11/9/15 - 11/15/15
Pirate Parent Page
Tips on teaching Responsibility (Asset #30)
- Start Young
You can't suddenly spring responsibility on a teenager and expect he will know how to follow through. Let them do things for themselves early. Think: toddler.
Let Them Help You
Don't grumble and mope when it's time to do housework. Smile and invite your son to help (even if he makes the job take longer). It's team work and precious time with your child. "When your child is invited to participate, he feels valued," says Dr. Ruskin. "He will take these good feelings and learn to take ownership of his home and feel pride in maintaining it."
Show Kids the Way
First, you can demonstrate how to complete small tasks.
Make responsibilities age-appropriate and even use the word "responsibility," says Dr. Barzvi. To them it sounds grown-up and important!
And talk about it. Banish a tableful of dirty breakfast dishes with the line: "Now we put our plate in the sink," as the meal ends. Use the same inclusive "we" phrases over and over to show how you can easily solve problems.
Kids love to help. They want to help. To them, chores don't feel like work. Keep up positive vibes by offering specific praises for actions. "You hung your coat on the hook and I'm proud of you!" Or, "Thank you for emptying the garbage in your room!"
Children will develop a sense of ownership for any repeated action.
Manage Your Expectations
When you ask a five-year-old to make her bed, it may still be lopsided. Don't criticize. Recognize a job well done. The next time you make your own bed, show her how you do it.
Provide Structure and Routine
Kids thrive on order. Set up a morning routine with a positive end result. Your son must brush his teeth, eat breakfast and get dressed before watching TV. (Notice TV is not being offered as a reward -- it's just the result of finishing the routine.)
To get your son to clean up after an art project, inform him that he won't be able to play with his crayons and scissors until the next day if he leaves a messy table. Then you need to follow though and take away his supplies if he shirks his responsibility.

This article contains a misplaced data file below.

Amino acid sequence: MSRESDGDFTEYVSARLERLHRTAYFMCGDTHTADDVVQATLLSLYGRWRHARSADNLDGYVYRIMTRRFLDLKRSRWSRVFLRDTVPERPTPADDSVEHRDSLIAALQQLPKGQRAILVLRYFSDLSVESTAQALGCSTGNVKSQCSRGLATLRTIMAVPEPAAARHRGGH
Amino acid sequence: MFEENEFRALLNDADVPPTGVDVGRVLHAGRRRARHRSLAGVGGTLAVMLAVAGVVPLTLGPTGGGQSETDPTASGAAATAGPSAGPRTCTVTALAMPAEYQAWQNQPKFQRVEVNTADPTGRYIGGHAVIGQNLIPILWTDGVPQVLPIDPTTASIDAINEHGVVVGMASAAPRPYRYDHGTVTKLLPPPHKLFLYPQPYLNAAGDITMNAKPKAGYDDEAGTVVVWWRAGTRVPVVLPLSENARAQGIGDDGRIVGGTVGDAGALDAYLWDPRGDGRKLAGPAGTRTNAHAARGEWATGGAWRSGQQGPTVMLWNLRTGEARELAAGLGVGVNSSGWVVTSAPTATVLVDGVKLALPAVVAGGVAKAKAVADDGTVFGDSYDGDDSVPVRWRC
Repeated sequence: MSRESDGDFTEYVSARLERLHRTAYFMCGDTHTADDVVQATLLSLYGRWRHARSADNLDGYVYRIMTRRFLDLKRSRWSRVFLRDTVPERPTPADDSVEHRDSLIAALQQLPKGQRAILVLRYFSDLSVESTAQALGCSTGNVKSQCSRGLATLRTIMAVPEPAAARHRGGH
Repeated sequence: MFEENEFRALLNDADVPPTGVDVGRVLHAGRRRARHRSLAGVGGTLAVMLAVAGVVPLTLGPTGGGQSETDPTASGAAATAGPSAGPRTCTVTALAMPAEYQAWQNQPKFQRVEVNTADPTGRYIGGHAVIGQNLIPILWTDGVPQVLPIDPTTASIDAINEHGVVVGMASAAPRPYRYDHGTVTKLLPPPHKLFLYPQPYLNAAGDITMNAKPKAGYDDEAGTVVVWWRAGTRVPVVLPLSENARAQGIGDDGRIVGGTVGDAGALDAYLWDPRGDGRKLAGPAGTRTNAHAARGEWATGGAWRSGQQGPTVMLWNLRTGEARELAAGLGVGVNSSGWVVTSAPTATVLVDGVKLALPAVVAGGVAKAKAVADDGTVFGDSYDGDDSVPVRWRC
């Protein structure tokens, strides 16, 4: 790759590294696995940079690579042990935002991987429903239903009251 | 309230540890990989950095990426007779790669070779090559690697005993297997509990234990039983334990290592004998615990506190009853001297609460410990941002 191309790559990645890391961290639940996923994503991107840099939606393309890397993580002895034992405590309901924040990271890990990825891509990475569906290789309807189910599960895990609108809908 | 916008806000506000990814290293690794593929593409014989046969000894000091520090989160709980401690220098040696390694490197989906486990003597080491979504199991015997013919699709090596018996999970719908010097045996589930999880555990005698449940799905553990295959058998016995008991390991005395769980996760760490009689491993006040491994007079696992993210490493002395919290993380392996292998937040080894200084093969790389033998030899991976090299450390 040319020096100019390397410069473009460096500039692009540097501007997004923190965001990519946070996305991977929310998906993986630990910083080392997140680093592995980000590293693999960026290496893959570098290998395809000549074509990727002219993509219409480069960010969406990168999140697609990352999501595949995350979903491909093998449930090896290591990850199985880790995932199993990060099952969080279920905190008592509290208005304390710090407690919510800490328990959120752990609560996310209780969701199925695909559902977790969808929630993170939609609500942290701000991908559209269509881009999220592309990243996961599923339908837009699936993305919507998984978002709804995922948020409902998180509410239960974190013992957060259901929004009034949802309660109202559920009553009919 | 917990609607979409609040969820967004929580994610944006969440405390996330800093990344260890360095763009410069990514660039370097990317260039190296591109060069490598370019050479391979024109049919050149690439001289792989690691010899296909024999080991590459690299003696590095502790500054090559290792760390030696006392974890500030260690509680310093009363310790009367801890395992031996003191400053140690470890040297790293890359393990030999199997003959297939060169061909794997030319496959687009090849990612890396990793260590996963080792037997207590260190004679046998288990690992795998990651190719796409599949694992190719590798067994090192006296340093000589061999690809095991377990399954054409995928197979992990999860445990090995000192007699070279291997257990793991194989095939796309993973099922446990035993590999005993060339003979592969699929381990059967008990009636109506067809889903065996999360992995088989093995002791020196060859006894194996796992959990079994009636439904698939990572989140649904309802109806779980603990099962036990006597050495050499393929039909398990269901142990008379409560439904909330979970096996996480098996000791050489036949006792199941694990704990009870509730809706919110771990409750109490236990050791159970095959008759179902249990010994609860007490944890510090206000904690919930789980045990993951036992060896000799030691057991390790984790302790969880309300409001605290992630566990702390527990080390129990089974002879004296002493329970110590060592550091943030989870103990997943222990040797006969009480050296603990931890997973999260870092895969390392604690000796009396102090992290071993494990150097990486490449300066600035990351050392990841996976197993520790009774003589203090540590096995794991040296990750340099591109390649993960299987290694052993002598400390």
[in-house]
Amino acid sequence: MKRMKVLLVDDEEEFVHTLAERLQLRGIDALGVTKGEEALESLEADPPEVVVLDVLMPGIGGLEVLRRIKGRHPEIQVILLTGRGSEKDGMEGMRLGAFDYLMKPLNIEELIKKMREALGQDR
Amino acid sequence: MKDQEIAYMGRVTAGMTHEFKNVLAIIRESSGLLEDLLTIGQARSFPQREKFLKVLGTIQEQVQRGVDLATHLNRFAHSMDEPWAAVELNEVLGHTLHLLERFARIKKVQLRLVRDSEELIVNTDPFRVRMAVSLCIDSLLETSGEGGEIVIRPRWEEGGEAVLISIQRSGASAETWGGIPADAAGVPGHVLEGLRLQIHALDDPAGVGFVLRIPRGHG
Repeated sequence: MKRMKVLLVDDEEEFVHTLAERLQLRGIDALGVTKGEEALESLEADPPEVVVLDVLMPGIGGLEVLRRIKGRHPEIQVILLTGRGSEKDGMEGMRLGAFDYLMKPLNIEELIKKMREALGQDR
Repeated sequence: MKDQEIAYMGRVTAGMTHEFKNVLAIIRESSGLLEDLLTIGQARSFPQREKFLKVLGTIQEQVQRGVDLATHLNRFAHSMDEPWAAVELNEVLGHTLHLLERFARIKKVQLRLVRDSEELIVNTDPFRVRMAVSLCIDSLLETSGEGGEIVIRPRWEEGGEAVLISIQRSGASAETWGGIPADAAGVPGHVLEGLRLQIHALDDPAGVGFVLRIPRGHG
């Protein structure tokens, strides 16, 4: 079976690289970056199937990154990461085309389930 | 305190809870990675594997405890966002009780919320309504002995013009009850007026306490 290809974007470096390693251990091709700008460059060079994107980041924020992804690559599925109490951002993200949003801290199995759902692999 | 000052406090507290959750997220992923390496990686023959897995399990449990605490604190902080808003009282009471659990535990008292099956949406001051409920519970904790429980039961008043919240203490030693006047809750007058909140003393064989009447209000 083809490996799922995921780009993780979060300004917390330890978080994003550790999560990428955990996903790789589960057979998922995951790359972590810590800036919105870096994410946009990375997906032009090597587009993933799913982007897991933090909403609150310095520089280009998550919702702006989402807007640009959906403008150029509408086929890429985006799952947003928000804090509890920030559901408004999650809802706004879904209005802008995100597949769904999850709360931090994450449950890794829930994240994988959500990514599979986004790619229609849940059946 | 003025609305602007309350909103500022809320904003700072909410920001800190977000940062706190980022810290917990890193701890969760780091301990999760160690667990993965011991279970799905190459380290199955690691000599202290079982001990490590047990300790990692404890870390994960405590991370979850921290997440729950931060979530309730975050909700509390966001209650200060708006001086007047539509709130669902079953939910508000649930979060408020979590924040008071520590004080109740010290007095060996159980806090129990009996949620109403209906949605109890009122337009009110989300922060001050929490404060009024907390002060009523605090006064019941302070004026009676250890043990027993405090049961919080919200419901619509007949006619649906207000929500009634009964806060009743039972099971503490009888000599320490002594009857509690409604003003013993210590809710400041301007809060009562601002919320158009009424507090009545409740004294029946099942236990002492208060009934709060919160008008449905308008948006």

For more information visit: www.care.com
Frank Nicholas Annual Canned Food Drive
It's Time for Hoops!
4th and 5th grade intramural basketball
It's time for another exciting season of elementary basketball. The permission slips for intramural basketball have been distributed at each of the elementary buildings with the details of the basketball program. The focus of the program will continue to be to help students build necessary assets to promote life-long learning and healthy life styles,
to provide students with an opportunity to compete in an environment where sportsmanship is paramount, and to teach basic basketball fundamentals. All students who wish to play must have their permission slips in by November 20th. Students will not be permitted to play if their permission slip is not received by November 20th. Each elementary will set their practice schedules and times based on the availability of their gymnasium.
Any questions or concerns please contact
Dorian L. Glover (937) 859-5121 ext 2200 or Christopher Mobley at (937) 681-6068
AHOY, MATEYS! HERE ARRRGH OUR ASSET BUILDERS OF THE WEEK. ASSET #30 - Responsibility
Corbeil - Maxwell Breehne
Gordon - Patience Oliver
Druffel - Nevaeh Weddle
Siler - Shelby Guntle
Reumann/Vikan - Mason Bayer
Cripps - Brighton Cornette
Whitaker - Rian Roberts
Teemer - Ellie Baker
Fiorentini - Brian Sinks
Shockey - Shawn KingFeola - Shyla Fowler
Our Nicholas American Flag
Mrs. Ramirez, our creative art teacher, had the students work together and create our own Nicholas flag, which is displayed proudly in our gym.
Q & A
Our guest speakers were probably overwhelmed by all the questions that were asked in the assembly. We loved the excitement and curiosity from the students.
Folding the Flag
Our 5th grade students did a great job teaching us what each fold of the flag represents.
Our Nicholas American Flag
Q & A
Here's what's going on in our classrooms!
Elijah using the iPad to practice his weekly vocabulary words.
Trevier, Cherish and Karla doing a See, Think, Wonder activity before reading their book.
Rian is using Hot Dots to expand his knowledge on context clues during center time.
Taylor and Matt researching information on Chromebooks for their opinion paper. Let's see who'll be more persuasive.
5th graders play Mayan Ball for Fun Friday. What a great way to incorporate fun and what they learned in Social Studies.
1st graders had to make a 'lunch bag' to insulate a piece of ice so it wouldn't change from a solid into a liquid.